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18 September 2014
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The Early Church: The People's View

By Carol Davidson Cragoe
Fittings and church interiors

Image of medieval worshippers at the altar
Medieval worshippers celebrate mass ©
The lists of fittings and liturgical objects that the rector and the parishioners had to provide for their church sheds light on daily activity within the medieval parish church. According to the mid-13th-century Salisbury diocese statutes, the rector had to look after the chancel and provide:
'a delicate linen corporal for the bread ... suitable flasks for the wine and the water, the thurrible, the candlesticks, and the lantern and bell to precede the priest when he visits the sick with a lighted procession ... [and also] two processional candles.'

In addition to maintaining the fabric of the church to the west of the chancel arch, the parishioners had to find:

'the bells and the bell cords, the crucifix, crosses, and images, and a silver chalice, a missal, and a silk chasuble, sufficient books, and all vestments ... banners [to be carried in processions], altar drapes for feast days, a font with a cover, a bell to be carried at funerals, a litter for burials ... the paschal candle, and all the candles in the chancel, and sufficient lights for the entire year, both for matins and vespers, and for mass. And ... the blessed bread with the taper which is provided each Sunday of the year in all of the churches of the Christian world.'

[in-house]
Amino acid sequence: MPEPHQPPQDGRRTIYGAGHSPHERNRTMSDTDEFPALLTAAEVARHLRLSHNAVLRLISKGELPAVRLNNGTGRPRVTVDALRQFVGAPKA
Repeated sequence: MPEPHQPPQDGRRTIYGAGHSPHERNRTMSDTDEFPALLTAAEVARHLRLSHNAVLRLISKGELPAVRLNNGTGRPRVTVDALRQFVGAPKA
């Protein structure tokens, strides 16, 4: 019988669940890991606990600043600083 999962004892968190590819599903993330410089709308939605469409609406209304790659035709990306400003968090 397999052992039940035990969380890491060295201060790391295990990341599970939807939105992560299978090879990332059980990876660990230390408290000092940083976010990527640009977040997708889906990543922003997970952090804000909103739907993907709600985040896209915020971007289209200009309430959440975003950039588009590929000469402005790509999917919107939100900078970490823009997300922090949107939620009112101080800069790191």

It is clear that even at this date, parish churches were full of images, crosses, candles and other devotional ornaments. Sadly, virtually all church ornaments from this period were looted in the 16th century during the Reformation, when most items made from precious material were melted down or taken apart in a great frenzy of iconoclastic greed.

A pair of Limoges enamel candlesticks that survived from St Thomas the Martyr church in Bristol provides a sense of the kind of rich ornaments that must have filled medieval churches.

Published: 2005-02-02



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